What’s more, Fox News’ John Roberts reported Thursday evening that “The president was in fact fully briefed on the content of those conversations that General Michael Flynn had with the Russian Ambassador Sergey Kislyak by people who would know what the content of those conversations was. And that under repeated questioning, during an investigation conducted by the White House Counsel’s office, General Flynn, I’m told, had a full recollection of what he talked about with the Russian ambassador.”

That account of Flynn and the White House counsel varies from what Flynn reportedly told the FBI, according to a Washington Post report late Thursday: “Flynn denied to FBI agents in an interview last month that he had discussed U.S. sanctions against Russia with that country’s ambassador to the United States before President Trump took office, contradicting the contents of intercepted communications collected by intelligence agencies,” writes the Post, citing current and former U.S. officials.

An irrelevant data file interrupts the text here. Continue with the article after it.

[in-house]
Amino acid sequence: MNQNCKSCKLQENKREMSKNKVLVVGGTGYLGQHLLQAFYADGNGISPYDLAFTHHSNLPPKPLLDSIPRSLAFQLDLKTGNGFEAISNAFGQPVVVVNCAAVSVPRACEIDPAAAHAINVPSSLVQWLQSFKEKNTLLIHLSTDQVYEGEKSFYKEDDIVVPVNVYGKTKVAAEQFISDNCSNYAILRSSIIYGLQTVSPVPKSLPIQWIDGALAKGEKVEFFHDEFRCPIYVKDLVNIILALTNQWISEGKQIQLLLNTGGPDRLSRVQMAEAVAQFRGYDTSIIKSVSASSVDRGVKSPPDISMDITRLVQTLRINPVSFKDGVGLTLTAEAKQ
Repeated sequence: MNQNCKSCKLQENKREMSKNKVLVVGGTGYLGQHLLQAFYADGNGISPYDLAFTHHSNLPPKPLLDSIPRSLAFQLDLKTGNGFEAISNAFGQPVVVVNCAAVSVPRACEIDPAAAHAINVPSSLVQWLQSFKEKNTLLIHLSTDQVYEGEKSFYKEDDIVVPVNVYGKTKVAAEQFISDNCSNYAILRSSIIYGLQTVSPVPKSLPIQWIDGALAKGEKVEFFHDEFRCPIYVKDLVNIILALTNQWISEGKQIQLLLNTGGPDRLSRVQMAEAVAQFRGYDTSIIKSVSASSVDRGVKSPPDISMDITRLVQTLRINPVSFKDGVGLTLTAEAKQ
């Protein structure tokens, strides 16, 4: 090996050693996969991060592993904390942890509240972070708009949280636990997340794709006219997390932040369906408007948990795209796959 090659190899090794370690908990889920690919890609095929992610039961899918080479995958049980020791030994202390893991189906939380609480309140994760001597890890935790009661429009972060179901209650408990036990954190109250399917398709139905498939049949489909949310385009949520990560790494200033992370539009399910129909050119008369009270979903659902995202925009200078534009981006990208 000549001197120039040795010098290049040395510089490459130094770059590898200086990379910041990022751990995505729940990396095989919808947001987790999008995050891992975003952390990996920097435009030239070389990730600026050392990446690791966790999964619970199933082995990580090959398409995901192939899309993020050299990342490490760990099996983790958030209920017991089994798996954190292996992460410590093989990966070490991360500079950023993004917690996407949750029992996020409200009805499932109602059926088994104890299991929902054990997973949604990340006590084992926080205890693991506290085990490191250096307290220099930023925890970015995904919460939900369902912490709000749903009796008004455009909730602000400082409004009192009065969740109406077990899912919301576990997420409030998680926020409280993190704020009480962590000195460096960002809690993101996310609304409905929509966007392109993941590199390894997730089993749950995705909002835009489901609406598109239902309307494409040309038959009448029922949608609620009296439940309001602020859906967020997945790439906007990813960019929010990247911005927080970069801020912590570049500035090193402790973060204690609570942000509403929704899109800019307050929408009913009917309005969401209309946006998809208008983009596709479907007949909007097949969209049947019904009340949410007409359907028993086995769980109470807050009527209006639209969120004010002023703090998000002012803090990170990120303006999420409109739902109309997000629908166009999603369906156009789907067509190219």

The Jan. 24 interview potentially puts Flynn in legal jeopardy. Lying to the FBI is a felony offense. But several officials said it is unclear whether prosecutors would attempt to bring a case, in part because Flynn may parse the definition of the word “sanctions.” He also followed his denial to the FBI by saying he couldn’t recall all of the conversation, officials said.”

Adds the Post: “Any decision to prosecute would ultimately lie with the Justice Department. A spokesman for Flynn said he had no response. The FBI and the Justice Department declined to comment.” Story here.

Apart from leaks, another key topic in the president’s press conference was Russia. “Asked at the news conference about reports that members of the Trump staff were in contact with Russia during the campaign, Trump said, ‘Nobody that I know of,’” NPR reports in a wider look at the issue.